As I understand it, the DFD algorithms in some ways try to achieve PDAF-like capabilities without using the dedicated hardware. By evaluating the character of the out-of-focus areas and how they change as the focus is racked, the camera can gain an understanding of how far away the subject is and whether it is in front of or behind the focal plane, so that it can be more decisive in the initial focus acquisition before it reverts to standard CDAF algorithms to fine tune.

    Most mirrorless cameras with PDAF still use CDAF for final focus confirmation (sometimes called Hybrid AF), though some Sony cameras will now use strictly PDAF depending on the mode, especially where super fast speed is the priority, as they deem it "good enough" if not perfect.
     
  16. PeeBee

    PeeBee Mu-43 Top Veteran

    660
    Sep 17, 2012
    UK
    Yes, from the explanation of how DFD works, it sounds promising, and it would be great if it could at least give a similar S-AF to my old Rebel, but I also agree that the lack of sound evidence on the interwebs does little to instil confidence. I think the problem with standard CDAF is that because the subject is moving, it can't establish a stable reference point on which to base it's contrast comparisons.
     
    Last edited: Sep 27, 2016
  17. Giiba

    Giiba Something to someone somewhere

    273
    Aug 19, 2016
    Burnaby, BC
    Uh..... the DFD line is how my camera focuses. It scans, overshoots, then goes back and forth a bit to confirm. I've yet to use a m4/3 camera (very few truthfully) that just hunts like that blue line.
     
    • Funny Funny x 1
  18. Giiba

    Giiba Something to someone somewhere

    273
    Aug 19, 2016
    Burnaby, BC
    So I've been reading academic articles on 'depth from defocus' and won't claim to understand it but I think I have some idea what's going on here.

    Theory holds that a minimun of two images are needed to do a calculation while most systems in use use three or more. So Panasonic's graph above is bullshit, but DFD will help in the case of c-af performance.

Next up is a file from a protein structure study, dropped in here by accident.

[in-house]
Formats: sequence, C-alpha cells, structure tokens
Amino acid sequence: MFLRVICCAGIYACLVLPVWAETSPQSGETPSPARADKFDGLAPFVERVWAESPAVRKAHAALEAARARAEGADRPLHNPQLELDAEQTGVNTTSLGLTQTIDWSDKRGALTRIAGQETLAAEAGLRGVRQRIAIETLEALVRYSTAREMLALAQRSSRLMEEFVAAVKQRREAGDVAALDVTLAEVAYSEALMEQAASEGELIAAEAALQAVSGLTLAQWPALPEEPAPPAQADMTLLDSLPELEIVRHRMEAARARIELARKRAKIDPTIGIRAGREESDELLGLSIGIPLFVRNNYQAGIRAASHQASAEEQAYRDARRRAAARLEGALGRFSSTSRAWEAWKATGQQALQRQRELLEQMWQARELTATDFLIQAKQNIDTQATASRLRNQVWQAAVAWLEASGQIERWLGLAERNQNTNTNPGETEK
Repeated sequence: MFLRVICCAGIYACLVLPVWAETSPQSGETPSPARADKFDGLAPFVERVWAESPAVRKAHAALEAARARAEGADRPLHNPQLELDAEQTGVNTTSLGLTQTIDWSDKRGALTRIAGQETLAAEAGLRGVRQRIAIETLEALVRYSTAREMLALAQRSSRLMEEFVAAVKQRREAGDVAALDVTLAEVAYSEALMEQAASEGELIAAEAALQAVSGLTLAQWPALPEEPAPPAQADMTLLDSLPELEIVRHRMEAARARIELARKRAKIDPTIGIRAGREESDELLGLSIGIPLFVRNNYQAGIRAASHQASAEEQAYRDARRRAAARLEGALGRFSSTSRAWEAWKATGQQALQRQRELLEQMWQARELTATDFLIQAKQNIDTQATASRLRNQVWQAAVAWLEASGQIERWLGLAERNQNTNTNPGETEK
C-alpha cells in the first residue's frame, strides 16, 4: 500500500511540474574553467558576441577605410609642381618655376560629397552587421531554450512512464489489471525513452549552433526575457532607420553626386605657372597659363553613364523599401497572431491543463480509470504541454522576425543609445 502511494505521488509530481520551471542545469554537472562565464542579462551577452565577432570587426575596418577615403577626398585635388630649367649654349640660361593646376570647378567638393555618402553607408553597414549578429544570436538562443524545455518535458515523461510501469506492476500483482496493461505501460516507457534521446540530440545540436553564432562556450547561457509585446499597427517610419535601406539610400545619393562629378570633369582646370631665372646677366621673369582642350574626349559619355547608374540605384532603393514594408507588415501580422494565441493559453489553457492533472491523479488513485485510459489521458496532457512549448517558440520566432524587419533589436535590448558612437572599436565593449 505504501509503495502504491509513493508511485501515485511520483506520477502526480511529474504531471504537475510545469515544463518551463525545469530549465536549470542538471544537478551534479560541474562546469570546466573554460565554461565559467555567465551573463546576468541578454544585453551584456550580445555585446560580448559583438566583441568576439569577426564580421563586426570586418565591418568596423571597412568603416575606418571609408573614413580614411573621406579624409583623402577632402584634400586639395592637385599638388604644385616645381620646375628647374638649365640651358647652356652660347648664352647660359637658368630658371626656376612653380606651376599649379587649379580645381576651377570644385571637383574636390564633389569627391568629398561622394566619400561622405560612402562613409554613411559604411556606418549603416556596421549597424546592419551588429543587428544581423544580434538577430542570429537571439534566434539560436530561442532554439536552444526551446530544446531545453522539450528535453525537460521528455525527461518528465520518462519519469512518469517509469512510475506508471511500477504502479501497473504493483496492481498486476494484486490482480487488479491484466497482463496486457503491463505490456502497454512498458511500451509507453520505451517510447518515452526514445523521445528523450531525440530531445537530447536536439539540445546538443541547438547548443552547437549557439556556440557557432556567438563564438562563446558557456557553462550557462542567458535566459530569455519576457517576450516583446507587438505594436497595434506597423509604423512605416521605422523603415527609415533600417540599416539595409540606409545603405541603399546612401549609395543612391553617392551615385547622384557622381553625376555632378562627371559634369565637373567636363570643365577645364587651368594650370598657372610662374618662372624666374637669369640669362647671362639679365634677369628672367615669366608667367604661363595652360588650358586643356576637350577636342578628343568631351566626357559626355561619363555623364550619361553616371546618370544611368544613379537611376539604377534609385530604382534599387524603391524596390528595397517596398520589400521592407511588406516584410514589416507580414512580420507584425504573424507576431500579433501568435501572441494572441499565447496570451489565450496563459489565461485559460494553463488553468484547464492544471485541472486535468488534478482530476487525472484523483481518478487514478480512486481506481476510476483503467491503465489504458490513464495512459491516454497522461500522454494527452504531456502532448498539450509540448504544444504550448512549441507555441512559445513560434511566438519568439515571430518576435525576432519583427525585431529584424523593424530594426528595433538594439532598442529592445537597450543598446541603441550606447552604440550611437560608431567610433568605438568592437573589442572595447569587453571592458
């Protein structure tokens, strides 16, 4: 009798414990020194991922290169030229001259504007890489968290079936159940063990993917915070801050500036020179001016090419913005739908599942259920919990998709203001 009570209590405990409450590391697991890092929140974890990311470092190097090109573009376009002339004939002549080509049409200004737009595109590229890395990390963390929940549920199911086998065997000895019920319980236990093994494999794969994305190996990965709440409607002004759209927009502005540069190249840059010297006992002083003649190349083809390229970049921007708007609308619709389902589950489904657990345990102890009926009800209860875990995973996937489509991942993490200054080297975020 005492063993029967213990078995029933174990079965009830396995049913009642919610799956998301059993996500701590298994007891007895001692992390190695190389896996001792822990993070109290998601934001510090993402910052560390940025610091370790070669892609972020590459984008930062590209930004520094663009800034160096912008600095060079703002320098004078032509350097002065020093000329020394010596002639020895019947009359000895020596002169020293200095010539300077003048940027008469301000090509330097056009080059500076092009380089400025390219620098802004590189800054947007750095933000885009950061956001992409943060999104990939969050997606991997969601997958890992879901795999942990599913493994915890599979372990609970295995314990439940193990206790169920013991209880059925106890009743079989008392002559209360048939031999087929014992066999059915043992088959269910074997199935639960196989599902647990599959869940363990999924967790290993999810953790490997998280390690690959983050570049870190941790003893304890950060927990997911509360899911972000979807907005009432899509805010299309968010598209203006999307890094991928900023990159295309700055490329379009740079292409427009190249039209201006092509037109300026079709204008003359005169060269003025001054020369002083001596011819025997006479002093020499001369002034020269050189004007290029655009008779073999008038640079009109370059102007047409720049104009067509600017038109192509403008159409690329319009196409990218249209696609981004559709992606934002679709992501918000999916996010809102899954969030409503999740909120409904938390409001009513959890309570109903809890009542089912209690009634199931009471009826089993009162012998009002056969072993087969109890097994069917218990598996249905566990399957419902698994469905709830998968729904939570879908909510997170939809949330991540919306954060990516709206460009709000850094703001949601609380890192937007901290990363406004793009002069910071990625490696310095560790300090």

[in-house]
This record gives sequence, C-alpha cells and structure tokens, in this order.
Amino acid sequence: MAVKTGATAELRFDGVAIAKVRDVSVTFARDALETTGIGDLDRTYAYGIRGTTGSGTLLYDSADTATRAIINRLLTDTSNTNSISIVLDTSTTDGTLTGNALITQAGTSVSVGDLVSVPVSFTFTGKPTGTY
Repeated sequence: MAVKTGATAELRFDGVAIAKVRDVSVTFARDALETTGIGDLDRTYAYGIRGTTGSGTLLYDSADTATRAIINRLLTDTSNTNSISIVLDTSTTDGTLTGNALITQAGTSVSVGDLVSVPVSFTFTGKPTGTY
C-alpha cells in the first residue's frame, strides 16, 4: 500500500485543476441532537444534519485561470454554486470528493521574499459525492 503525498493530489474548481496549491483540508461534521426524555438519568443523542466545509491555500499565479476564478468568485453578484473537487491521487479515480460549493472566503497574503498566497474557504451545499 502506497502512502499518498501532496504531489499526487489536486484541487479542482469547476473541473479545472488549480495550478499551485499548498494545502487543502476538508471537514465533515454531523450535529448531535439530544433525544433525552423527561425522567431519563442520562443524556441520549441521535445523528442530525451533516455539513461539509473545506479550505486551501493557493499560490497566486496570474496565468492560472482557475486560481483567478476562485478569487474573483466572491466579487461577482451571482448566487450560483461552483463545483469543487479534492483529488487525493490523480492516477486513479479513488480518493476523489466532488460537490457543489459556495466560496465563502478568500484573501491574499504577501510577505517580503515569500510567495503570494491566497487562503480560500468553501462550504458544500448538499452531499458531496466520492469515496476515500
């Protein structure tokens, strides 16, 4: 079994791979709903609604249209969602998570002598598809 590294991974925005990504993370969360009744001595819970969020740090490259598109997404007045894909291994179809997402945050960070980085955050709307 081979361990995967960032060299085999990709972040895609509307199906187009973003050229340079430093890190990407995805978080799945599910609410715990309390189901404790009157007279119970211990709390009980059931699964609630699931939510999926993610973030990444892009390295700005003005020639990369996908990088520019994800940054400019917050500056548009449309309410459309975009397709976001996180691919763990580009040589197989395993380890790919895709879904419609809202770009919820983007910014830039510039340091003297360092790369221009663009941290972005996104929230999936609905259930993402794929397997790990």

The graph above claims the camera can estimate focal plane from a standstill (one image) which is wrong, but for a moving subject once an initial focus is achieved if the subject is moving suddenly the system has two (or more) images to calculate from which in turn would give subject distance change info which would be the beginings of predicting location at the next shutter release. So the more images the system checks the better it would be.

    I posit then that DFD is a benefit over traditional cdaf in c-af usage with a moving subject. So I woukd love to see some testing done betwren a DFD enabled combo and say and e-m5ii (or anything without DFD or pdaf) and/or an e-m1.
     
  19. jyc860923

    jyc860923 Mu-43 Hall of Famer

    Feb 28, 2012
    Shenyang, China
    贾一川
    What I'd like to know is how much caf performance would I lose if I use a non-DFD compatible lens, the 40-150 pro on a Panny body. If I have to guess, there's probably no practical difference because what Giiba said makes a lot of sense, DFD is comparing images, which doesn't require the lens "character" being recognised.
     
  20. barry13

    barry13 Super Moderator; Photon Wrangler

    Mar 7, 2014
    Southern California
    Barry
    Hi, Mat from Mirror Lessons tested the Pana 100-400mm on the GX8 and E-M1... for CAF on birds in flight he found it did better on the E-M1.
    Pana/Leica 100-400mm f/4-6.3 first impressions